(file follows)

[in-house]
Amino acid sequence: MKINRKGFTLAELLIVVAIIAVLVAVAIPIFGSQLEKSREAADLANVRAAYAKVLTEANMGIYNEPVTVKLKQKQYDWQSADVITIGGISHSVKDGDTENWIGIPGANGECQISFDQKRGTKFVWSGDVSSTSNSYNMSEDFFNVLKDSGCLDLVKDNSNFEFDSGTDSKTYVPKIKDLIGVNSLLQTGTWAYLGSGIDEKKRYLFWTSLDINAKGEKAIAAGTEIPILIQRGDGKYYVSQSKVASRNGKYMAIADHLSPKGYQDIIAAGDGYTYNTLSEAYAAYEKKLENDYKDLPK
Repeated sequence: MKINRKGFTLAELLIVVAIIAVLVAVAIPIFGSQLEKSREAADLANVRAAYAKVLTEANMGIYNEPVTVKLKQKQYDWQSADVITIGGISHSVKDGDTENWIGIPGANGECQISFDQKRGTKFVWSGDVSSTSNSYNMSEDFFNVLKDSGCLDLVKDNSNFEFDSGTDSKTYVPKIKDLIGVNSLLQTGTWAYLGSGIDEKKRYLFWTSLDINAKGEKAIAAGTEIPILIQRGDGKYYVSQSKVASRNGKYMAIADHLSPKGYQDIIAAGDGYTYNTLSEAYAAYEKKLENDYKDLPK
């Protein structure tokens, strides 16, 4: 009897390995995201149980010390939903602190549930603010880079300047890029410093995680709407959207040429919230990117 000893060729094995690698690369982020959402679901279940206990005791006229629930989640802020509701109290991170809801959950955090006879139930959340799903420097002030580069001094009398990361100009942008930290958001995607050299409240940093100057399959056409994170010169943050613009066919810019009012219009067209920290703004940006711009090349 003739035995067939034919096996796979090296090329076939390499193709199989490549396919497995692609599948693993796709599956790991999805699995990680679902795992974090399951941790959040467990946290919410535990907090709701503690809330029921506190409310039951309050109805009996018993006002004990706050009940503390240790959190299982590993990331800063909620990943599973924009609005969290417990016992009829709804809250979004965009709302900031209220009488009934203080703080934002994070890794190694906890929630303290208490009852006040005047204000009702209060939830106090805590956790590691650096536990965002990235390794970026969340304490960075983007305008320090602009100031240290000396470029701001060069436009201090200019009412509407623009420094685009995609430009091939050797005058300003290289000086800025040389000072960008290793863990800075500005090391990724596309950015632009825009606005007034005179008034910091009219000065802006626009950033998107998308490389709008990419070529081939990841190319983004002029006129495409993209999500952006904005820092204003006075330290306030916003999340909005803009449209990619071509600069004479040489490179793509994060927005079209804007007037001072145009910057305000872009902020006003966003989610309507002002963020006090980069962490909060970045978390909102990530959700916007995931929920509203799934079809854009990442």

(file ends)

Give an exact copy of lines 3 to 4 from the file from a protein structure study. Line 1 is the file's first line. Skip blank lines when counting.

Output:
Repeated sequence: MKINRKGFTLAELLIVVAIIAVLVAVAIPIFGSQLEKSREAADLANVRAAYAKVLTEANMGIYNEPVTVKLKQKQYDWQSADVITIGGISHSVKDGDTENWIGIPGANGECQISFDQKRGTKFVWSGDVSSTSNSYNMSEDFFNVLKDSGCLDLVKDNSNFEFDSGTDSKTYVPKIKDLIGVNSLLQTGTWAYLGSGIDEKKRYLFWTSLDINAKGEKAIAAGTEIPILIQRGDGKYYVSQSKVASRNGKYMAIADHLSPKGYQDIIAAGDGYTYNTLSEAYAAYEKKLENDYKDLPK
């Protein structure tokens, strides 16, 4: 009897390995995201149980010390939903602190549930603010880079300047890029410093995680709407959207040429919230990117 000893060729094995690698690369982020959402679901279940206990005791006229629930989640802020509701109290991170809801959950955090006879139930959340799903420097002030580069001094009398990361100009942008930290958001995607050299409240940093100057399959056409994170010169943050613009066919810019009012219009067209920290703004940006711009090349 003739035995067939034919096996796979090296090329076939390499193709199989490549396919497995692609599948693993796709599956790991999805699995990680679902795992974090399951941790959040467990946290919410535990907090709701503690809330029921506190409310039951309050109805009996018993006002004990706050009940503390240790959190299982590993990331800063909620990943599973924009609005969290417990016992009829709804809250979004965009709302900031209220009488009934203080703080934002994070890794190694906890929630303290208490009852006040005047204000009702209060939830106090805590956790590691650096536990965002990235390794970026969340304490960075983007305008320090602009100031240290000396470029701001060069436009201090200019009412509407623009420094685009995609430009091939050797005058300003290289000086800025040389000072960008290793863990800075500005090391990724596309950015632009825009606005007034005179008034910091009219000065802006626009950033998107998308490389709008990419070529081939990841190319983004002029006129495409993209999500952006904005820092204003006075330290306030916003999340909005803009449209990619071509600069004479040489490179793509994060927005079209804007007037001072145009910057305000872009902020006003966003989610309507002002963020006090980069962490909060970045978390909102990530959700916007995931929920509203799934079809854009990442």